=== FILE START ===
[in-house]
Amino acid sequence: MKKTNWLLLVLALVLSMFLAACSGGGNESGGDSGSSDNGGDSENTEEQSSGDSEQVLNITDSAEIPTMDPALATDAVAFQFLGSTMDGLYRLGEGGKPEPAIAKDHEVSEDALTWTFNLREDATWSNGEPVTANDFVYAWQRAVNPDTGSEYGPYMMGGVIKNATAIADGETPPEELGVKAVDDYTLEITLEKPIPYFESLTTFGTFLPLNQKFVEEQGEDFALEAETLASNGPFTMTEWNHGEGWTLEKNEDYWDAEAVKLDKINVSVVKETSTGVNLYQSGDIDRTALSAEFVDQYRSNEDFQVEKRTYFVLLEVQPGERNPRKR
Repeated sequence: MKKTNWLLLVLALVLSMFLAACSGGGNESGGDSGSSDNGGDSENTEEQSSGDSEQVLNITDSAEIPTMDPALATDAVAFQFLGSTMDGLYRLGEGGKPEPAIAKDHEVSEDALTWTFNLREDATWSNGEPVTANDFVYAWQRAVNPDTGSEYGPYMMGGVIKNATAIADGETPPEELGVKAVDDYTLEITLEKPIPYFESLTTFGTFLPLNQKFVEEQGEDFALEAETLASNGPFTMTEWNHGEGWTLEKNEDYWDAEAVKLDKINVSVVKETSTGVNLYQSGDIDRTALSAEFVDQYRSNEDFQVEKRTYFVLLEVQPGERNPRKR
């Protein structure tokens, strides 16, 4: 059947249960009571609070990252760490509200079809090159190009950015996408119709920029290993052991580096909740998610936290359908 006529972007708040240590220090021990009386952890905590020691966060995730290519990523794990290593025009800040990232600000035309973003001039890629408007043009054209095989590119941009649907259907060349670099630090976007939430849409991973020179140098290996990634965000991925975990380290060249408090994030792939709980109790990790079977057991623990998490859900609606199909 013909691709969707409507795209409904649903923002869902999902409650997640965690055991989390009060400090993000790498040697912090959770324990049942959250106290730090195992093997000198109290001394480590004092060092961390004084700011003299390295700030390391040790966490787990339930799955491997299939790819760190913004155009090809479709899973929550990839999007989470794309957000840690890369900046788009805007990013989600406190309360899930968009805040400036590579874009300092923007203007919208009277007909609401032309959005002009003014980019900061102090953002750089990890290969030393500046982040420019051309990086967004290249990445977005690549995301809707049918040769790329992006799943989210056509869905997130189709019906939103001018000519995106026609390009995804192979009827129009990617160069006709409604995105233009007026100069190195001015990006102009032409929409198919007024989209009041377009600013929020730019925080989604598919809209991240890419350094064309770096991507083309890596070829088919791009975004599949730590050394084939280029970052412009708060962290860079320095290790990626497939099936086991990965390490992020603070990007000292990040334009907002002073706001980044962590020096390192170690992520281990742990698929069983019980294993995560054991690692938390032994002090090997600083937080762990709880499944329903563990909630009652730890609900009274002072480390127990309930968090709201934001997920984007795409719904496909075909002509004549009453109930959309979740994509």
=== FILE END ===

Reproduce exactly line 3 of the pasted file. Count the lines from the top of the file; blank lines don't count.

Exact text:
Repeated sequence: MKKTNWLLLVLALVLSMFLAACSGGGNESGGDSGSSDNGGDSENTEEQSSGDSEQVLNITDSAEIPTMDPALATDAVAFQFLGSTMDGLYRLGEGGKPEPAIAKDHEVSEDALTWTFNLREDATWSNGEPVTANDFVYAWQRAVNPDTGSEYGPYMMGGVIKNATAIADGETPPEELGVKAVDDYTLEITLEKPIPYFESLTTFGTFLPLNQKFVEEQGEDFALEAETLASNGPFTMTEWNHGEGWTLEKNEDYWDAEAVKLDKINVSVVKETSTGVNLYQSGDIDRTALSAEFVDQYRSNEDFQVEKRTYFVLLEVQPGERNPRKR